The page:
They occur when rocks below the surface come into contact with water. Radiolysis, for example – the dissociation of molecules by ionizing radiation – happens when radioactive elements within rocks react with water trapped in pores and fracture spaces. The chemical reaction breaks the water molecules into hydrogen and oxygen. The hydrogen dissolves in the remaining groundwater, while the oxygen is soaked up by minerals such as pyrite (also known as fools gold). This forms sulfate minerals. One prime location for this kind of chemical activity is the Kidd Creek Mine in Ontario, Canada.
This is great for microbes, which consume the hydrogen for fuel, and use the oxygen to “burn” the fuel.
Microbial ecosystems such as this have been found on Earth more than a mile (1.6 km) deep underground, where the water has never seen sunlight for more than a billion years. These organisms are known as sulfate-reducing microorganisms.
Since these environments are common on Earth, could they also exist on Mars? The researchers decided to look for evidence of similar radiolysis habitats beneath the Martian surface. They combined data from the Curiosity rover, orbiters and directly from the meteorites. They searched specifically for radioactive elements like thorium, uranium and potassium; these are all sulfide minerals that could be converted to sulfate. The researchers also wanted to see if the rocks had enough pore space to hold liquid water.
The results were very encouraging. All the necessary ingredients were found, in enough abundance, in several types of Martian meteorites. Older rocks like regolith breccias were found to be the most likely to be able to support microbial life. Those rocks from Mars’ crust are more than 3.6 billion years old.
If there is a good chance of microbial life beneath Mars’ surface today, then how do we look for it?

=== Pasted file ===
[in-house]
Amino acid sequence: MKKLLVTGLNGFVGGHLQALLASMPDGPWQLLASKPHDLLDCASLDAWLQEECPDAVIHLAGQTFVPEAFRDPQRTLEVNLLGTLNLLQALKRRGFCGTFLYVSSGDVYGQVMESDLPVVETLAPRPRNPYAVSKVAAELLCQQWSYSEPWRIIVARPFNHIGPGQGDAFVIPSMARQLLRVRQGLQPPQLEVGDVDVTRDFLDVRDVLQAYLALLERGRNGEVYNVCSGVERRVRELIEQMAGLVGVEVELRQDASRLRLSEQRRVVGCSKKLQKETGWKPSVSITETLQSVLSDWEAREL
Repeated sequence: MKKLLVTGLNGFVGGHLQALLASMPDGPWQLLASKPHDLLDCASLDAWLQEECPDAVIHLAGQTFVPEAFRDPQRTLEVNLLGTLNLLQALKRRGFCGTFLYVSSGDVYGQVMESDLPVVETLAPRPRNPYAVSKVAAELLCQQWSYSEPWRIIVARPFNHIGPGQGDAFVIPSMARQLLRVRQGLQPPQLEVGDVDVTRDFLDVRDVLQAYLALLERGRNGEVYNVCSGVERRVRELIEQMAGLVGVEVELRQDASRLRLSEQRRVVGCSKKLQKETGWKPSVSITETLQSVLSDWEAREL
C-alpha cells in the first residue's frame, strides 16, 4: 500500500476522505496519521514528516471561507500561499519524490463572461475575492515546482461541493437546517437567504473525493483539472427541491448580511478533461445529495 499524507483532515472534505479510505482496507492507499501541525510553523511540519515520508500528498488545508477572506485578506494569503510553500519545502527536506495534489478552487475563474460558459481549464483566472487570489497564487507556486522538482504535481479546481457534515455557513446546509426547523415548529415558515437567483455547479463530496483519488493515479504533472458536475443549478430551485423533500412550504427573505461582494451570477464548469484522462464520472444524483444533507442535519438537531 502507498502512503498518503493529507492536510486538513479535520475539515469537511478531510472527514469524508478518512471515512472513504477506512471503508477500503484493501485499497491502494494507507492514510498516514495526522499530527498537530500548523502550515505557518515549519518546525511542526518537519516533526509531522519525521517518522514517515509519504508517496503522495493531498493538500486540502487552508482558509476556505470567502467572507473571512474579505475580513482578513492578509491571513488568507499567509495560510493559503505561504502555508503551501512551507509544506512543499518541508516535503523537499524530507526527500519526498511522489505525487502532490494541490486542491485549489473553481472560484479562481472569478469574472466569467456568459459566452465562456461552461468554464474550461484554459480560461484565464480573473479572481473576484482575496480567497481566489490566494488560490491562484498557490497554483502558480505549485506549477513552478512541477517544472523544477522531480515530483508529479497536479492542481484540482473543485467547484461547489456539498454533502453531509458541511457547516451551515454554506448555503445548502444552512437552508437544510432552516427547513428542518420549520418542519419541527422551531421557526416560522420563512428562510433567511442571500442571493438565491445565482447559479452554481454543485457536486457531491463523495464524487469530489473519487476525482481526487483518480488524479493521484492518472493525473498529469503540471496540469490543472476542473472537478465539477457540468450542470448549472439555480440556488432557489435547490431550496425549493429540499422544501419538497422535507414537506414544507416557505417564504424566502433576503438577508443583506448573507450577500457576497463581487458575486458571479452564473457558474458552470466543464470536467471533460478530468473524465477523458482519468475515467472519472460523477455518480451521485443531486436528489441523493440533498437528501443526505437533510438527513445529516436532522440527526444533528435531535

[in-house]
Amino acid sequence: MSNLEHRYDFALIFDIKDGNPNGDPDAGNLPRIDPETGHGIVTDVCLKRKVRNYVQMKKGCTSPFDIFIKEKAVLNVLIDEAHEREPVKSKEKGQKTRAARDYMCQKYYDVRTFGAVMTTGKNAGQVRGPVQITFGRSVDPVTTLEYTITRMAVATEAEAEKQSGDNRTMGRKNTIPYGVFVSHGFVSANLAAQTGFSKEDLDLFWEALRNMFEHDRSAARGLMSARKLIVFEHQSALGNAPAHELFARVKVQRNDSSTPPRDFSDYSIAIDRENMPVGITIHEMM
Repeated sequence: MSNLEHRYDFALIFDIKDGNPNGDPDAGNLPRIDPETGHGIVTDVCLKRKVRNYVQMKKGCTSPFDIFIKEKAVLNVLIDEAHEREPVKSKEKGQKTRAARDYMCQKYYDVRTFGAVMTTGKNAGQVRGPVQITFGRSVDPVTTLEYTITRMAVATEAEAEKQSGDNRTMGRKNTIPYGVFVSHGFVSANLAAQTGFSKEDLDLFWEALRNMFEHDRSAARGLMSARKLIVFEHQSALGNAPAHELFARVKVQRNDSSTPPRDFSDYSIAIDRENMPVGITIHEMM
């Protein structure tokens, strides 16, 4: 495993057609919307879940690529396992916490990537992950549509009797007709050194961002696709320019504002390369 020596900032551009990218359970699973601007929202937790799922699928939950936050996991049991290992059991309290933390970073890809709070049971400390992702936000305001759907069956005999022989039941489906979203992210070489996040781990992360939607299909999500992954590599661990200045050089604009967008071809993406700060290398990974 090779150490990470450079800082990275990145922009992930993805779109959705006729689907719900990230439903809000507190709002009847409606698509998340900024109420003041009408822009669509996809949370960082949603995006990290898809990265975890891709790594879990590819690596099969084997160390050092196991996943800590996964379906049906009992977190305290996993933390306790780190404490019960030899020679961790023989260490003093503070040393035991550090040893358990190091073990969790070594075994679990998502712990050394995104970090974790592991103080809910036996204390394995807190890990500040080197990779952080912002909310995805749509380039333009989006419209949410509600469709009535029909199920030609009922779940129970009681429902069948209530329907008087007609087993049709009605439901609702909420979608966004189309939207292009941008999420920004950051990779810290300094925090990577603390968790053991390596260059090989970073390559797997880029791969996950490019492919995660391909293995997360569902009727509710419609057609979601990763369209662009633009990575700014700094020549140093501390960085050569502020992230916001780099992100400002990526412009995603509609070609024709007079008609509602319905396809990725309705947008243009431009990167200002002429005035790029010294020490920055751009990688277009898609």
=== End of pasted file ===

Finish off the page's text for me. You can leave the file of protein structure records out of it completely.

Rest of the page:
You would need to dig a lot deeper than any rover or lander has before, using a small drill probe, according to the researchers. It would be challenging, but not impossible. If such an endeavor were to actually find life, it would then of course be well worth the effort. Co-author Jack Mustard at Brown University said:
The subsurface is one of the frontiers in Mars exploration. We’ve investigated the atmosphere, mapped the surface with different wavelengths of light and landed on the surface in half-a-dozen places, and that work continues to tell us so much about the planet’s past. But if we want to think about the possibility of present-day life, the subsurface is absolutely going to be where the action is.
A similar study from Rutgers University reported on in December 2020 also recommended looking deep underground for any Martian microbes. That study focused on how geothermal heat could melt subsurface ice.
NASA’s Perseverance rover has just started its mission to search for signs of ancient life in an ancient river delta, and ESA’s ExoMars rover Rosalind Franklin will soon launch to look for evidence of life as well. The rover can drill deeper than Perseverance, about 2 meters, although probably still not enough to reach any groundwater that may exist below. These are the first missions since the Viking landers in the late 1970s/early 1980s that are designed specifically to look for life (with mixed results still debated today). Up until now, most other rovers and landers have focused on finding evidence for habitable conditions on ancient Mars, which they have done, in spades.
If Tarnas and his colleagues are right, then to find current life, we need to look underground. The old adage of Mars exploration may well turn out to be right after all: to look for life, follow the water.
Bottom line: Mars has the right ingredients for current subsurface microbial life, according to a new study from Brown University.